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Feliks Topolski

Portraits of Britain's Twentieth-Century Literary Greats

September 5, 2006 – December 31, 2006

Feliks Topolski (1907-1989), painter, caricaturist, illustrator and muralist, chronicled many of the twentieth century's most significant people and associated historical events. Born in Poland and centered in London his entire creative career, Topolski embraced modernism's inventive freedoms but worked at the edge of its mainstream, thanks in part to his bold expressionist style that brought both acclaim and controversy.

"An artist reporter with the interests and powers of observation of an anthropologist and historian, Topolski traveled the globe, his 'mania for drawing' resulting in an astonishing body of work that as the 'Twenty Greats' reveals is at once satirical, affectionate, and psychologically penetrating," said Dr. Larry Carver, director of the Liberal Arts Honors Program at the university and co-curator of the exhibition.

Combining figurative and abstract elements with layered gestures of incandescent color, Topolski's artwork—particularly his portraits—have been described as rhapsodic, vigorous, volatile and even explosive.

The Ransom Center acquired Topolski's full-length portrait of George Bernard Shaw in 1960 and shortly thereafter commissioned the artist to paint a portrait series of great living British writers and playwrights. The commission of "Twenty Greats" eventually included the portraits of W. H. Auden, John Betjeman, Cyril Connolly, Ivy Compton-Burnett, T. S. Eliot, William Empson, E. M. Forster, Graham Greene, Aldous Huxley, C. Day Lewis, Louis MacNiece, John Osborne, J. B. Priestley, Herbert Read, Bertrand Russell, C. P. Snow, Stephen Spender, Edith Sitwell, Evelyn Waugh, Rebecca West, John Whiting, Arnold Wesker and Shelagh Delaney.

When the portraits were complete, the Center planned to exhibit them and publish a catalog, but many of the sitters objected to Topolski's work, and the exhibition and publication were never realized.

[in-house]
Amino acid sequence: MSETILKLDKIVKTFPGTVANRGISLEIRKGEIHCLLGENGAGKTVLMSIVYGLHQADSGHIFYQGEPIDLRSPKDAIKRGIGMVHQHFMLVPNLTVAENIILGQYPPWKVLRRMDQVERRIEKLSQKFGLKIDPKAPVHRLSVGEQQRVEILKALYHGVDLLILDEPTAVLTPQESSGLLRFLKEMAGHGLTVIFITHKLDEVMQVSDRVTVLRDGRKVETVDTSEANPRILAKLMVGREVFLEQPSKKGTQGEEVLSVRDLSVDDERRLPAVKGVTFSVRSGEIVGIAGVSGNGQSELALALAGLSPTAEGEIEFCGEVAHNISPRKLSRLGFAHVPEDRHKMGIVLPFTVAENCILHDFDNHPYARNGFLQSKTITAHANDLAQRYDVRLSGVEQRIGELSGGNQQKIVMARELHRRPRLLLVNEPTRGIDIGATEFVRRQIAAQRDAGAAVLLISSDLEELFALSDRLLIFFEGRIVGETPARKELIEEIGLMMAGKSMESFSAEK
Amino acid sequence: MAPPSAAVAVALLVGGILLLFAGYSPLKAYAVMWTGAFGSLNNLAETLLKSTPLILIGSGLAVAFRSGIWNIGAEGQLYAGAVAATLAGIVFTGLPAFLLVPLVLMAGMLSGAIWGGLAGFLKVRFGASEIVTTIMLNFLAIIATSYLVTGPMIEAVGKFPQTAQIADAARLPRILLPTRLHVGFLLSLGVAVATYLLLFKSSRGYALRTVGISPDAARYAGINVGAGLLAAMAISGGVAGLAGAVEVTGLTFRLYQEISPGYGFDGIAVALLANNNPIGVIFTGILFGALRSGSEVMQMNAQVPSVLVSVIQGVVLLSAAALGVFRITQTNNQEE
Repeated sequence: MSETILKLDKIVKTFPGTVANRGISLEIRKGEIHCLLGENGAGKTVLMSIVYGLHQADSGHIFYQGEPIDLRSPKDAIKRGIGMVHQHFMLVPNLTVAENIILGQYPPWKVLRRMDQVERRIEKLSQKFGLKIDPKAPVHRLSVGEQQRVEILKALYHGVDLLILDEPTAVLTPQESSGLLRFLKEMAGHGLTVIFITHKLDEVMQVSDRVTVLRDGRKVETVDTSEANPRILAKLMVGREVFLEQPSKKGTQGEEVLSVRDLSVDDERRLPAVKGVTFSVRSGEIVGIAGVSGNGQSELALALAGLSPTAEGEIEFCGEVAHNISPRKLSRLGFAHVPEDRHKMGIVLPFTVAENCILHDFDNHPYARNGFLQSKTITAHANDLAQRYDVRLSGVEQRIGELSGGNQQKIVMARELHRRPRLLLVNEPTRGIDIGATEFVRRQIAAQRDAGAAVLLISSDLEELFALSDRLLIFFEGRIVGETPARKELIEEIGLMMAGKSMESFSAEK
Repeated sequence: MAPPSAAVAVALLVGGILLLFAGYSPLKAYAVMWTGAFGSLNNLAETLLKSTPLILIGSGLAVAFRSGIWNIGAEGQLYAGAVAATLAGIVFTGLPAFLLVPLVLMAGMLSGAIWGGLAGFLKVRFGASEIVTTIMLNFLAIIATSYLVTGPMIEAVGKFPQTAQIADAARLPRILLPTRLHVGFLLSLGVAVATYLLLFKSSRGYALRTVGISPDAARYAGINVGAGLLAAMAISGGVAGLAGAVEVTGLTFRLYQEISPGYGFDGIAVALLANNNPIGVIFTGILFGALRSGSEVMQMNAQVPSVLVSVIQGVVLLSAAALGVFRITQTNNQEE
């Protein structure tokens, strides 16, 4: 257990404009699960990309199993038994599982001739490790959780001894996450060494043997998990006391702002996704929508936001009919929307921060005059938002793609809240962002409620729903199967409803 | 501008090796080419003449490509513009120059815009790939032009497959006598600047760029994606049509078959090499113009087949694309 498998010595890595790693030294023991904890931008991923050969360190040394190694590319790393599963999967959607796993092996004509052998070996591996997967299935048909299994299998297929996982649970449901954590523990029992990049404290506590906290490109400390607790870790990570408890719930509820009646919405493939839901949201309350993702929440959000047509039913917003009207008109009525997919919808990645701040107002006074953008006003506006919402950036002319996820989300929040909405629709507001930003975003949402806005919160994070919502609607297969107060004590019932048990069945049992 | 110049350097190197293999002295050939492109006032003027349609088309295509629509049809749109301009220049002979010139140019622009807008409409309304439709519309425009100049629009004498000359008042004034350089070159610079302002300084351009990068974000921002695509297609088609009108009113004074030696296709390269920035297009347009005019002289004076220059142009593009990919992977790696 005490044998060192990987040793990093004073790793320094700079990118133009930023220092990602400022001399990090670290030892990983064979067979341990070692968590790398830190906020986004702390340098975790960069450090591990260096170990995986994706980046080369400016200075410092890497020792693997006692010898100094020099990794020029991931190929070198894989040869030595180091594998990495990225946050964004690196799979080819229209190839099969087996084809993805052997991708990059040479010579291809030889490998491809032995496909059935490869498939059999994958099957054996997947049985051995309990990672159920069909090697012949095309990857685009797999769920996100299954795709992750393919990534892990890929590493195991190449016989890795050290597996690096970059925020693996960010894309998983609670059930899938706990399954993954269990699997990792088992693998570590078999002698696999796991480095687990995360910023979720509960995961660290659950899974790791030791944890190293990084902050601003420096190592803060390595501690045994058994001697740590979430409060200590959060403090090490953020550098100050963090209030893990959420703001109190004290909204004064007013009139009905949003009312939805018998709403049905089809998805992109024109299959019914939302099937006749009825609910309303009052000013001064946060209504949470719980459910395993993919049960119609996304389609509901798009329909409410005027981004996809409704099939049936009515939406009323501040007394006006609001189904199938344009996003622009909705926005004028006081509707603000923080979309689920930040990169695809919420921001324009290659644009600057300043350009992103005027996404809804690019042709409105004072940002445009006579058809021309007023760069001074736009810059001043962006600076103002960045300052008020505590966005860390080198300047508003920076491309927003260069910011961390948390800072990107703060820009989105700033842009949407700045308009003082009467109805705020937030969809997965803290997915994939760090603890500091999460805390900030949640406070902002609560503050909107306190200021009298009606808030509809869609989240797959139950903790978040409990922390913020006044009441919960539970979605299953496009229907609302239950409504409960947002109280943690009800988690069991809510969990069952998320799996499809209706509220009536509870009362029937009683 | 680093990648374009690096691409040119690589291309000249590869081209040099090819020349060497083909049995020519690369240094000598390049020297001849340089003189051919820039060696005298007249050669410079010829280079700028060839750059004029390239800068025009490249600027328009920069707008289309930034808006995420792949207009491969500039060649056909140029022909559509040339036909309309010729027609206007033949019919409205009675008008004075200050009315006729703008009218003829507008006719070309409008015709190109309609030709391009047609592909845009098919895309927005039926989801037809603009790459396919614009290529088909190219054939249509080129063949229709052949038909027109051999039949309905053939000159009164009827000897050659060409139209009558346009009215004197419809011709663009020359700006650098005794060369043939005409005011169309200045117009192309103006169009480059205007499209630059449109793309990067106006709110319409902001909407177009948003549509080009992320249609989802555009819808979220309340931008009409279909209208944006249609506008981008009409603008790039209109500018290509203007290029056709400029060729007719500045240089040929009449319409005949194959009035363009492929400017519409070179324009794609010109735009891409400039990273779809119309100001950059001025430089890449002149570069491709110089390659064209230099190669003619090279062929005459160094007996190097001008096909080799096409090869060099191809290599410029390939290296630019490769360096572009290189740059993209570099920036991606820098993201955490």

Years later, F. Warren Roberts, then director of the Center, wrote consolingly to Topolski that the reaction of the sitters "was probably more of a compliment to your talent than anything else, because you seem to have a unique ability to extract submerged character traits and present them graphically. Perhaps one day we can take up this idea again."

Fulfilling Roberts's wish, this exhibition brings together, for the first time, all 20 stunning and controversial paintings from the original commission. The artist's large portrait of Shaw, illustrations for Shaw's plays and select broadsides from Topolski's "Chronicle" are also included in the exhibition.

"Portrait commissions are not uncommon, but the scope of Topolski's makes it unique," said Peter Mears, curator of the art collection at the Ransom Center and co-curator of the Topolski exhibition. "Viewed as a portrait unto itself, the commission of 'Twenty Greats' provides insight into subject-artist-client relationships and, with the passing of time, an opportunity to reconsider it as a significant cultural event for the university. Considering this perspective, let's now see how these controversial portraits fare in the twenty-first century."